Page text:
Skeletal muscle metabolism in heart failure in rats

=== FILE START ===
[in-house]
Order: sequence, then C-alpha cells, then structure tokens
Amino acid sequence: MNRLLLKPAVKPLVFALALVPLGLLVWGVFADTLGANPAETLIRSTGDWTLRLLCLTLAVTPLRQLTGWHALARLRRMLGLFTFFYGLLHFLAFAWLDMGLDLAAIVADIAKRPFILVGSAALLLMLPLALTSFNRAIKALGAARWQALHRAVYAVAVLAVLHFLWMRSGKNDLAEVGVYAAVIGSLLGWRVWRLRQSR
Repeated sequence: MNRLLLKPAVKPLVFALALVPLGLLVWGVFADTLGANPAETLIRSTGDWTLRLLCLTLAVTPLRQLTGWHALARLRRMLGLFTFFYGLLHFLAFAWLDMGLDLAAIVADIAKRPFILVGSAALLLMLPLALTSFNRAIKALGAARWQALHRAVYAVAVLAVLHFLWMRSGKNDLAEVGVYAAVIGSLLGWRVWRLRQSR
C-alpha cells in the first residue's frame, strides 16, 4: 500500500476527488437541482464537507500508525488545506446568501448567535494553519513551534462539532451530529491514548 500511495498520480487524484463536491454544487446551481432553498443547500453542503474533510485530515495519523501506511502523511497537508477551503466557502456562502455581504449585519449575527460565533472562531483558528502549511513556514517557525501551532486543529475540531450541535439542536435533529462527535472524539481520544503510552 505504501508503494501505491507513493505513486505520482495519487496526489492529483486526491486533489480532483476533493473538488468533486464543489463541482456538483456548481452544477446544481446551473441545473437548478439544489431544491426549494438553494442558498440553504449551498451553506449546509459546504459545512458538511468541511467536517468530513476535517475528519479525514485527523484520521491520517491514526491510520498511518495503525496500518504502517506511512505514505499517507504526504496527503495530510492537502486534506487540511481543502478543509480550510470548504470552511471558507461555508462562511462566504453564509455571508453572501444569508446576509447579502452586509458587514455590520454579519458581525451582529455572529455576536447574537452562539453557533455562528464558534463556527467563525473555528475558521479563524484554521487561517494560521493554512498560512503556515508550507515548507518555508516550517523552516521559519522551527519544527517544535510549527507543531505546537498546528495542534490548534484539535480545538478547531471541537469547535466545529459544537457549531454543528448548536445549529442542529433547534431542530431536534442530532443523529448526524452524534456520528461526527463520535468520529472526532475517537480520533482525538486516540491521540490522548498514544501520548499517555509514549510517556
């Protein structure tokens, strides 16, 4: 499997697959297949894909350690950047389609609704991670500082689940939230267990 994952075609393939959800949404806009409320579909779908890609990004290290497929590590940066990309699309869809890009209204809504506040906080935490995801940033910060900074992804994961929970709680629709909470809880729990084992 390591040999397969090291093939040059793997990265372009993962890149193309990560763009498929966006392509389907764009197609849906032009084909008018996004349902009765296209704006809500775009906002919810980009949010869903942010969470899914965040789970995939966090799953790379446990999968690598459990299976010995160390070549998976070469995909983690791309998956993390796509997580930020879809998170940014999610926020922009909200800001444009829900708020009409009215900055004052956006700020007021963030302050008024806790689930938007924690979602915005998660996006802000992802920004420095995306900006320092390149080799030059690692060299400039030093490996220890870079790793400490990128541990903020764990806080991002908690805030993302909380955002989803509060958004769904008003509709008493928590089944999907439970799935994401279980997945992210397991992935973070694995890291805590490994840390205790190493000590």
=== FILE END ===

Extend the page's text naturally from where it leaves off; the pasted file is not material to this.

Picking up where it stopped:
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31P nuclear magnetic resonance (NMR) was used to examine the metabolism of skeletal muscle in rats 6-8 wk after myocardial infarction (MI). These in vivo measurements were supplemented by measurement of creatine, phosphocreatine (PCr), and ATP in freeze-clamped muscle using high-performance liquid chromatography (HPLC) and assays of key muscle enzymes to better define the muscle abnormality observed in heart failure. Resting PCr/(PCr + P(i)) and pH were similar in MI rats and controls. Rats with MI had lower pH and PCr/(PCr + P(i)) than controls during sciatic nerve stimulation at 1 and 2 Hz. These changes were more severe in rats with large (¿46%) infarcts, and changes in pH and PCr/(PCr + P(i)) were correlated with infarct size. Free [ADP] in vivo was estimated from the NMR and HPLC measurements. [ADP] was increased in rats with large infarcts during nerve stimulation, implying a defect in oxidative metabolism. Citrate synthase, a mitochondrial enzyme, was reduced in rats with large MI. Citrate synthase levels were correlated with changes in PCr/(PCr + P(i)) at 2 Hz. The NMR changes in skeletal muscle can be explained by reduced oxidative capacity of skeletal muscle, and this proposition is supported by the demonstration of reduced citrate synthase levels in skeletal muscle of rats with large infarcts.